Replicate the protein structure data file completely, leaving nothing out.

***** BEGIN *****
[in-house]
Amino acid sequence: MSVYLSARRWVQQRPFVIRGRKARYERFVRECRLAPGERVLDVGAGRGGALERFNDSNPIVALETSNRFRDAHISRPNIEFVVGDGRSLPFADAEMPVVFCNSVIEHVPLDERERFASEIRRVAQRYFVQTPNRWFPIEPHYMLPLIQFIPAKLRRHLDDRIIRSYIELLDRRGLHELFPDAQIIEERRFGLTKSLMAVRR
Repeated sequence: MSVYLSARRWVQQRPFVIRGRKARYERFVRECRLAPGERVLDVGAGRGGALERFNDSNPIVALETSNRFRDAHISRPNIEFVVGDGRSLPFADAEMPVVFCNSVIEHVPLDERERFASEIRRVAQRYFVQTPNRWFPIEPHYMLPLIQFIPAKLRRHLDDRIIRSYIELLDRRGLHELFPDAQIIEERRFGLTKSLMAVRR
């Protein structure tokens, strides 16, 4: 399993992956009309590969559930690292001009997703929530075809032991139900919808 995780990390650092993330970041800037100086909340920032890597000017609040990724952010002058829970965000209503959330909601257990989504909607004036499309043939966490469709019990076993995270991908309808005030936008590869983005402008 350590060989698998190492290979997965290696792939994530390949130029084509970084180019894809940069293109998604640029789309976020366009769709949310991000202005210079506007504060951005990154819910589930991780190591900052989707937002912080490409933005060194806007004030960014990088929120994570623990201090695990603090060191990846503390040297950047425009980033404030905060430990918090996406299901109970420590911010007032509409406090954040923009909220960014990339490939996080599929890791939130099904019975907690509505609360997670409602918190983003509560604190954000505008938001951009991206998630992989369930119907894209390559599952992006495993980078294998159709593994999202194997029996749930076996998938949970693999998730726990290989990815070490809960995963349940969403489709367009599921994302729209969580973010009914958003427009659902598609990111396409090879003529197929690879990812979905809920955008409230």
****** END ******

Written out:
[in-house]
Amino acid sequence: MSVYLSARRWVQQRPFVIRGRKARYERFVRECRLAPGERVLDVGAGRGGALERFNDSNPIVALETSNRFRDAHISRPNIEFVVGDGRSLPFADAEMPVVFCNSVIEHVPLDERERFASEIRRVAQRYFVQTPNRWFPIEPHYMLPLIQFIPAKLRRHLDDRIIRSYIELLDRRGLHELFPDAQIIEERRFGLTKSLMAVRR
Repeated sequence: MSVYLSARRWVQQRPFVIRGRKARYERFVRECRLAPGERVLDVGAGRGGALERFNDSNPIVALETSNRFRDAHISRPNIEFVVGDGRSLPFADAEMPVVFCNSVIEHVPLDERERFASEIRRVAQRYFVQTPNRWFPIEPHYMLPLIQFIPAKLRRHLDDRIIRSYIELLDRRGLHELFPDAQIIEERRFGLTKSLMAVRR
């Protein structure tokens, strides 16, 4: 399993992956009309590969559930690292001009997703929530075809032991139900919808 995780990390650092993330970041800037100086909340920032890597000017609040990724952010002058829970965000209503959330909601257990989504909607004036499309043939966490469709019990076993995270991908309808005030936008590869983005402008 350590060989698998190492290979997965290696792939994530390949130029084509970084180019894809940069293109998604640029789309976020366009769709949310991000202005210079506007504060951005990154819910589930991780190591900052989707937002912080490409933005060194806007004030960014990088929120994570623990201090695990603090060191990846503390040297950047425009980033404030905060430990918090996406299901109970420590911010007032509409406090954040923009909220960014990339490939996080599929890791939130099904019975907690509505609360997670409602918190983003509560604190954000505008938001951009991206998630992989369930119907894209390559599952992006495993980078294998159709593994999202194997029996749930076996998938949970693999998730726990290989990815070490809960995963349940969403489709367009599921994302729209969580973010009914958003427009659902598609990111396409090879003529197929690879990812979905809920955008409230």